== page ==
database, Exchange information with other Customs
The PSI Option : Chapter provides guidelines
Chapter 9 Rules of Origin (ROO)
Non-preferential rules of origin.
The desirable WTO/WCO initiative for
harmonization has not yet been completed. Such
agreement would provide a standard for all
trading partners and would set the standard against
which to judge the non-preferential ROOs .
Preferential Rules of Origin .
• Practice: They tend to be very complex and differ
across products and agreements (NAFTA ROOs
are 400 pages) and are difficult to administer,
particularly for small developing countries. They
often serve other than trade integration objectives
and often are restrictive.
• Suggestion: ROOs should be simple (avoid
product by product rules), easy to administer (e.g.
standard formula for the value added rule ),
predictable for trade and similar across
Chapter 10 Duty Relief and
These import regimes imply substantial ―revenue
foregone‖. Unless clear objectives are achieved
they should be abolished.
Many are designed to grant exporters access to duty
free imports. Necessary for export
competitiveness. Revised Kyoto provides clear
The preferred method by importers as no cash outlay
Needs account-based management and inspection and
safeguards against loss of revenue. Important to use
computer application to effect control.
Drawback system should still be available as back up for
unexpected or exceptional exports.
Often preferred by Customs as it protects revenues.
Exporters do not like this much because (i) needs cash
outlay, (ii) refunds often are delayed,(iii) refunds lose real
value because of inflation
Temporary admission should be available to exporters in
Should be strictly limited to those required by
international agreements (e.g Vienna for
diplomats) and non-commercial goods (e.g.
Authority to grant exemptions should be
transparent and extremely limited.
Redundant exemptions should be eliminated as
soon as possible.
Chapter 11 Transit Issues
Transit presents special problems for landlocked
countries (leakages and convoys). Transit policies
are only in part a Customs issue; other agencies
involved. Three key issues need to be addressed:
Secure the cargo to prevent leakage.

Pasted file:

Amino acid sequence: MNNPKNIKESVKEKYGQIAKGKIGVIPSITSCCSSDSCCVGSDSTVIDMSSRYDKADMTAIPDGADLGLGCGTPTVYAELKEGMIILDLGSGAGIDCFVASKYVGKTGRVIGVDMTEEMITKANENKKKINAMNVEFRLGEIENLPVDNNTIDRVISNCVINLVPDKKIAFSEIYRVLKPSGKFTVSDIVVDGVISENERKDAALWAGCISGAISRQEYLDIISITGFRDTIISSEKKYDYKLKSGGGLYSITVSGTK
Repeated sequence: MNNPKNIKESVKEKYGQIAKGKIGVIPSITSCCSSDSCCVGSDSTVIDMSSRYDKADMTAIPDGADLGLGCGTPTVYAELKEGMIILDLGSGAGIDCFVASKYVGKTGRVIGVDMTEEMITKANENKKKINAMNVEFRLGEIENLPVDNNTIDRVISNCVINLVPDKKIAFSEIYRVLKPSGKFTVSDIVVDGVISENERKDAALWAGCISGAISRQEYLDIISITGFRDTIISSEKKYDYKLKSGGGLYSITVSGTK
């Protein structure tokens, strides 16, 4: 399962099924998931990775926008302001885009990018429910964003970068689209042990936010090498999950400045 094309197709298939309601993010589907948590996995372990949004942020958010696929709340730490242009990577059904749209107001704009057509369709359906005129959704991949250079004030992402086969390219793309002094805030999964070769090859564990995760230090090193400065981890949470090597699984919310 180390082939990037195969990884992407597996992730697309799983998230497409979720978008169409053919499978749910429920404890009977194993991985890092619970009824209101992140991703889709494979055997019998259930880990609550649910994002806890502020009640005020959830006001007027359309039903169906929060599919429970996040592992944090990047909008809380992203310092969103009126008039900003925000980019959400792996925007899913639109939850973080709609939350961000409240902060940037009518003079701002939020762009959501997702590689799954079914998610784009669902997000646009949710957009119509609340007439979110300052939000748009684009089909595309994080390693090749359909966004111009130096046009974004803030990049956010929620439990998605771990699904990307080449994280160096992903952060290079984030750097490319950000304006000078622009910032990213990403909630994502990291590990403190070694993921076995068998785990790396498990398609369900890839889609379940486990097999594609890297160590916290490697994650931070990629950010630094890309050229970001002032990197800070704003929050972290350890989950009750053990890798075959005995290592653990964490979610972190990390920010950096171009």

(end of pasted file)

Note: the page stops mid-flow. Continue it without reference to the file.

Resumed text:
Provide a guarantee in case goods do not leave
the country as expected.
Ensure that guarantee is promptly released when
goods leave the country. This requires good data
Participation of the private sector to set up effective
administrative arrangement often helps. Transit
corridor authorities deserve to be studied as
examples (e.g Trans Kalahari Corridor)
Chapter 12 Cargo Security
While not a totally new to Customs, security
concerns are receiving great attention after 19/11.
New initiatives- multinational and national, are
undertaken and Customs should cooperate with
other border agencies to enhance the security of
cargo. Failing to cooperate with these various
initiatives can undermine export competitiveness.
This is a rapidly evolving field of concerns for
Customs and deserved focused attention.
Chapter 13 Information and
Modern Customs Administration needs appropriate
reliance on ICT.
ICT is changing constantly
Use of ICT has helped in mobilizing revenue,
combat corruption and reduce clearance time
Much ICT equipment is underutilized
Managing ICT should be core function of
ICT requires sustainable funding
Build own system
Costly with frequent overruns
Difficult to get it right ; tendency to formalize
poor customs practices
Some excellent examples exist
Buy off the shelf. Several options now available.
They incorporate best practices
Often come with appropriate TA for
implementation and support
Choosing the appropriate ICT system should
involve comparison shopping.
Procuring the ICT system should ensure value for
Thanks for your attention